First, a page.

Legendary street photographer Jamel Shabazz presented his latest photo book, City Metro, earlier this year. A project that is an extension of his 2018 same-titled exhibition at Galerie Bene Taschen in Cologne, Germany, where the book is also available for purchase
This series of photographs captures the life that is birthed from New York City’s transit system, a vital part to NYC’s residents. From the 1980s to the present day, Shabazz has photographed the people riding the subway, trains and buses, mainly focusing on Black individuals and the Black community. Aiming to preserve the beauty and integrity of people of all walks of life, the photo book shares the stories of these individuals as they travel through all five boroughs of the city.

Among the metal railings and graffitied walls, pictured are smiling faces, lovers kissing and friends laughing with one another. From Harlem to Queens, Shabazz photographs the authenticity presented by his subjects. A rose that grew from the concrete; each and every one of the subjects is just a flower blossoming in the harsh concrete of the city.
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Rush Hour. NYC, 1988. @Jamel-Shabazz. Courtesy Galerie Bene Taschen.
You first presented this project as an exhibition at Galerie Bene Taschen in Cologne in 2018 – we interviewed you about it back then. Fast forward to 2020 and you are launching the book form of City Metro. Take me through the process of putting together this photo book. 
The creation of the book was a joint collaboration between the curator of the exhibition, Bene Taschen, and myself. Bene is a true visionary who understands publishing very well. When the opportunity was presented to him to co-curate an exhibition at the Foto aan het Vrijthof in Maastricht, we discussed having a catalogue to accompany the show. I suggested a book that would feature images made on buses and trains here in New York City.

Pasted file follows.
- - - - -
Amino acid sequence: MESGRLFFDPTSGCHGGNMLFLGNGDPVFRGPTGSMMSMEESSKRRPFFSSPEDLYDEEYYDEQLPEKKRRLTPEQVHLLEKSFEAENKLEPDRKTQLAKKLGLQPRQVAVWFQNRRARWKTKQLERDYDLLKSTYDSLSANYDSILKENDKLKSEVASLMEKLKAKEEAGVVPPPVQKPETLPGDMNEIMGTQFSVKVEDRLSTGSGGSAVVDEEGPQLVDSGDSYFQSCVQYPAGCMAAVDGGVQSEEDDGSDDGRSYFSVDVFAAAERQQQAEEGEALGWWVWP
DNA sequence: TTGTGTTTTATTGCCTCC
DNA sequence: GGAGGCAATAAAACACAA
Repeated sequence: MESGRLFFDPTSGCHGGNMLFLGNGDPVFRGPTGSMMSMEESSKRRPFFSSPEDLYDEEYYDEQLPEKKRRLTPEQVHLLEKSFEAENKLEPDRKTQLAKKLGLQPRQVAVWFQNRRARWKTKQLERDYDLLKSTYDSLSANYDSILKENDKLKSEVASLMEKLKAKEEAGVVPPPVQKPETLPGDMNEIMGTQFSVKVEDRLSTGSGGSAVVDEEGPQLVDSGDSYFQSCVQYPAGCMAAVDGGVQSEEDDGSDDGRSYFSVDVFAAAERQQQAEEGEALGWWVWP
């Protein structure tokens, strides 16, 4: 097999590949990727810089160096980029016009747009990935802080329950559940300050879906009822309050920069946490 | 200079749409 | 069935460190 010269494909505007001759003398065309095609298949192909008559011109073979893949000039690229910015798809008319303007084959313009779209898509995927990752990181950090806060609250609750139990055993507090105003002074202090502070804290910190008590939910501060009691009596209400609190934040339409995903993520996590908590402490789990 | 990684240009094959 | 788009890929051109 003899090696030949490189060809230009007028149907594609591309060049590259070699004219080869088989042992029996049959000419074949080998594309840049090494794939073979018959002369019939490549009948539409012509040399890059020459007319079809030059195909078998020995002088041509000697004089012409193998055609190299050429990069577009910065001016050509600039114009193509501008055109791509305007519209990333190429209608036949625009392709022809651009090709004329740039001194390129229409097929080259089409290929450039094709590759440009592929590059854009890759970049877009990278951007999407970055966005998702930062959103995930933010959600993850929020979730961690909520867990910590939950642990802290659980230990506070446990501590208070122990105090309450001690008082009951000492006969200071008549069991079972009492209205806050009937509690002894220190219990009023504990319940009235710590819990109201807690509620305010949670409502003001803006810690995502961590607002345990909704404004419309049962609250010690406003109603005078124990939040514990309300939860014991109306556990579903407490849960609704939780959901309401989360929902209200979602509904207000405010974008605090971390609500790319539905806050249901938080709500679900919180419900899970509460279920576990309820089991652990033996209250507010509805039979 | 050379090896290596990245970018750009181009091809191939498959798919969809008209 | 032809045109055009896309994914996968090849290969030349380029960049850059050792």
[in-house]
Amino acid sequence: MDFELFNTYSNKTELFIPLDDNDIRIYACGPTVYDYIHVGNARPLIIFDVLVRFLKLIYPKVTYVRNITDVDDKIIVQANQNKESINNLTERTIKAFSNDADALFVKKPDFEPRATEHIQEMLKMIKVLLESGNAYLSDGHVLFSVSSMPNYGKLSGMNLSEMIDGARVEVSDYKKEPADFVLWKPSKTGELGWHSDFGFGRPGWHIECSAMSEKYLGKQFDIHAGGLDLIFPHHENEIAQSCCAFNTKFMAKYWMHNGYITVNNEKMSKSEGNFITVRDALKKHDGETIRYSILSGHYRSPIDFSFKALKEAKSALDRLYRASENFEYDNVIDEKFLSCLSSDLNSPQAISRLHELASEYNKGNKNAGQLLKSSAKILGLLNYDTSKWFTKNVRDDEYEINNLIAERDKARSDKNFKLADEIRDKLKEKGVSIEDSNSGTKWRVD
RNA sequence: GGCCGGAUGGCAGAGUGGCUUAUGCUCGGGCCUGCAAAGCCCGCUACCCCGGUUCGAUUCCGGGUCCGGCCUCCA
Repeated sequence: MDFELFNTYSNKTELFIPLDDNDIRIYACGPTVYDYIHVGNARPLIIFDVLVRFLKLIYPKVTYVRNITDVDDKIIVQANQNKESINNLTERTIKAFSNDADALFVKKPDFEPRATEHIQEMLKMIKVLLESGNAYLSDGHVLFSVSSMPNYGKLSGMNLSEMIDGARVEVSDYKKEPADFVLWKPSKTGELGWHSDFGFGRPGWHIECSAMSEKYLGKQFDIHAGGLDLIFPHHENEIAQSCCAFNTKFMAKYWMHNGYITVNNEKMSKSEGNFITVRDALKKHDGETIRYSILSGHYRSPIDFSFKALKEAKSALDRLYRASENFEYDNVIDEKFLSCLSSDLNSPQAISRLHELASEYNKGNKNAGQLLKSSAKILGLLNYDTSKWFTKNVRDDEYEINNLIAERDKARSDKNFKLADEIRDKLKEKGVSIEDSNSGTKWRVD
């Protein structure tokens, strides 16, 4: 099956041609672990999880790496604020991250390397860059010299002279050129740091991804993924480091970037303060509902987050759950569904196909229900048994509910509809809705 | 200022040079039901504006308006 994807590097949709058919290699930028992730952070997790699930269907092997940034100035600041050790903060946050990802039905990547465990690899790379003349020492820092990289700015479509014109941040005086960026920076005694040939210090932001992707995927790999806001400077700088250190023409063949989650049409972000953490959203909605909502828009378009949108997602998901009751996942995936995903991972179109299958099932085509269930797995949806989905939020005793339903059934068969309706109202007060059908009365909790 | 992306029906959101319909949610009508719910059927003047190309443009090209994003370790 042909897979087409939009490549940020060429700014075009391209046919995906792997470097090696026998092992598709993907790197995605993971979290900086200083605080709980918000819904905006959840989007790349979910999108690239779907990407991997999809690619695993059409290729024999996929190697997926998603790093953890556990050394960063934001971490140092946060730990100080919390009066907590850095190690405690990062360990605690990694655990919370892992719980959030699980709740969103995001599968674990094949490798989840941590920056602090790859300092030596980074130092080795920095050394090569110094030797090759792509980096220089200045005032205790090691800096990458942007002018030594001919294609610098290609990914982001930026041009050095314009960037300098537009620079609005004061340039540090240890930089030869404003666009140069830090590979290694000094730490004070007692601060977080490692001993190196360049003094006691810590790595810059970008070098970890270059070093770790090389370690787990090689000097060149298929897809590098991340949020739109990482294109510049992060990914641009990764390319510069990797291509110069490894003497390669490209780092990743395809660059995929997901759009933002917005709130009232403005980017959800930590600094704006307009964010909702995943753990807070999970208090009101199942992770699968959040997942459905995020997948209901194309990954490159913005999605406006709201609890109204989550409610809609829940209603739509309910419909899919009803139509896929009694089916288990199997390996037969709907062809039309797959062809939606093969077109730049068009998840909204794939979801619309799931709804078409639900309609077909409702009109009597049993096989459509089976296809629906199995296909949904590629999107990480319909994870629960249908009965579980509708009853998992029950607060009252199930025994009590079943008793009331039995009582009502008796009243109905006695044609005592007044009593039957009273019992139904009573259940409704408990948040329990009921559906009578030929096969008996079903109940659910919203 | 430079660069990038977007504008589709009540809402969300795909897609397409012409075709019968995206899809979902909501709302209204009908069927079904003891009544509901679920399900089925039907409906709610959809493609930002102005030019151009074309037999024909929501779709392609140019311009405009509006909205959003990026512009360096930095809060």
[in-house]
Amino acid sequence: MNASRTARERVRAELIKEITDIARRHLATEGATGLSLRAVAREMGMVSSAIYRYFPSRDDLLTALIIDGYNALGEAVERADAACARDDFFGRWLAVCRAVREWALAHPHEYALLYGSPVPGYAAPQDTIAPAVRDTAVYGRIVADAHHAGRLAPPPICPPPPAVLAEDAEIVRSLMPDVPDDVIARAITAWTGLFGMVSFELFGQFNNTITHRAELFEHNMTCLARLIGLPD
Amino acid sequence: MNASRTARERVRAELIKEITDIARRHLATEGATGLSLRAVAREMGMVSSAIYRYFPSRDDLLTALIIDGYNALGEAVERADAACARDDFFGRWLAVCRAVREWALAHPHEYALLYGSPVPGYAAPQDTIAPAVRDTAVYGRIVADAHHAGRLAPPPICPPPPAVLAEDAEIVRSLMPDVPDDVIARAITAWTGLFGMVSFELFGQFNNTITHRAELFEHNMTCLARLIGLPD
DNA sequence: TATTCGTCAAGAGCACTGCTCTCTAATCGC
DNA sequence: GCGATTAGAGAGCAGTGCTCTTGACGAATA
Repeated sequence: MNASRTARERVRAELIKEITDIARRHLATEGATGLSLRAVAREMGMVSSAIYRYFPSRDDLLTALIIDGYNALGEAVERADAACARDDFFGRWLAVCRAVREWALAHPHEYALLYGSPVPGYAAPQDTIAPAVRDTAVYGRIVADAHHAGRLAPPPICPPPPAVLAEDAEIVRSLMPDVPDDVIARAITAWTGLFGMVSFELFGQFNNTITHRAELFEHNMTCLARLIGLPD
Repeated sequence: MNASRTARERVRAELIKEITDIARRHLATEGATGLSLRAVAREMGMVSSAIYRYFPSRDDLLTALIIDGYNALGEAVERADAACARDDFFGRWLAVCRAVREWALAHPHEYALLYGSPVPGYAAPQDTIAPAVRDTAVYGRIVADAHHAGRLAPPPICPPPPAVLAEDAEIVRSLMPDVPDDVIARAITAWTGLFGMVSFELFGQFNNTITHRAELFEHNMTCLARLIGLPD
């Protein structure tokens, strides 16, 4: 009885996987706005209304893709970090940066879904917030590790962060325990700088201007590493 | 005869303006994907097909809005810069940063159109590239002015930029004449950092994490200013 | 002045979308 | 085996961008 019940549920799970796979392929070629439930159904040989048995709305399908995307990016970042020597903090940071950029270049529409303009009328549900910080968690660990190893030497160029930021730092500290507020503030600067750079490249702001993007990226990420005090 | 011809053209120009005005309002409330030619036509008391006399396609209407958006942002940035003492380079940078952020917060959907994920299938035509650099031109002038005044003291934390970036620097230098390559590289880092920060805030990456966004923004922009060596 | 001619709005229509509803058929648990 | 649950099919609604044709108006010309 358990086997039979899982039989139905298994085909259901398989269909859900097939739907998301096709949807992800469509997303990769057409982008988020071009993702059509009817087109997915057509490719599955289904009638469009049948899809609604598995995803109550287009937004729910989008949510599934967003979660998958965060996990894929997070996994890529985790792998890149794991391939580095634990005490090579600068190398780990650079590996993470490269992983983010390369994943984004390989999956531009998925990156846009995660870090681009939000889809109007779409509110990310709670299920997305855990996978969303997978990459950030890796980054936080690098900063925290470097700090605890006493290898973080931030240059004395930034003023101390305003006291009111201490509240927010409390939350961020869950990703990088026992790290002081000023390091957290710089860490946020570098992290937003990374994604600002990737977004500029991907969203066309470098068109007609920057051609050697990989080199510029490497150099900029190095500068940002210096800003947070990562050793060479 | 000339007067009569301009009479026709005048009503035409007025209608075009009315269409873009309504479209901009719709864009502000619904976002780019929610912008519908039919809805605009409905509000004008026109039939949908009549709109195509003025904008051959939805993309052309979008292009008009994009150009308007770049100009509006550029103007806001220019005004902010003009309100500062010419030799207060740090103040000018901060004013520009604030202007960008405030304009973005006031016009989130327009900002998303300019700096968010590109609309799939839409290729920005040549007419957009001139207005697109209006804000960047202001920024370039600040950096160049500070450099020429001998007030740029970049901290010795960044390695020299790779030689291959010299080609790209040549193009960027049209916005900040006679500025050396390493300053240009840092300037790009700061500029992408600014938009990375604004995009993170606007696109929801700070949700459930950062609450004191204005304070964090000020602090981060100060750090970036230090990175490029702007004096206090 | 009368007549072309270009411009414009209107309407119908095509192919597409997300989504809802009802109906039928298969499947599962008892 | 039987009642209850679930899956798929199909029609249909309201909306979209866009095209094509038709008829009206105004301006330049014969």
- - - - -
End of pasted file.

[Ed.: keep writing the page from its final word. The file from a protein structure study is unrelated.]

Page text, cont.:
Once the idea was established, I generated a number of images that fit the theme, while Bene made a selection from my various books along with past shows we did at his gallery. Once the images were selected, we produced a final edit, then agreed that City Metro, would be an ideal title. The rest is history.
Why did you feel a book was the next appropriate step for this project?
Books serve as great keepsakes, and it is only befitting that a book or catalogue should accompany an exhibition.
A book compared to the exhibition; do these exist on two separate realms or is one just an extension of the other?
The book in part is an extension of the exhibition, even though the show itself is not based entirely on the images in the publication or the theme of the book. Nevertheless, they complement each other based on the time period that embodies the work that was created.
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Being a Man. @Jamel-Shabazz. Courtesy Galerie Bene Taschen.
Speaking more personally about your specific project, was your intention for the photo book to construct an independent experience, one other than the exhibit?
Yes, the exhibition covers a larger body of my work, whereas the book is focused on a specific theme. Most of my past publications have shown a wide range of images, so when the idea came to produce a book, I thought it would be best to showcase a central subject matter that serves as its own narrative.
As a hip-hop head who feels more at home in cities and on subways covered in graffiti, a book such as yours is extremely impactful and meaningful. Images presented in this project bring someone like me so much joy and visual inspiration. I probably would have spent hours at the City Metro exhibition. Do you sense the impact you have created for your audience?
I am delighted in knowing that City Metro has brought you joy and visual inspiration. It truly warms my heart, and this feeling you describe is what I hope the viewer will experience in looking at my work in the show.
The Fly Girls, The Trio, Twin 1 and Twin 2; Three of my favorite photographs from this project. Photographs of New Yorkers have been a popular genre for people to capture but not quite in this manner. The active participation from the subject is, I think, less common. That’s why I believe the images from your book are unique in their nature. How has ‘social engagement’ been a key component for your images, and even more so now that your audience has a physical copy of the work?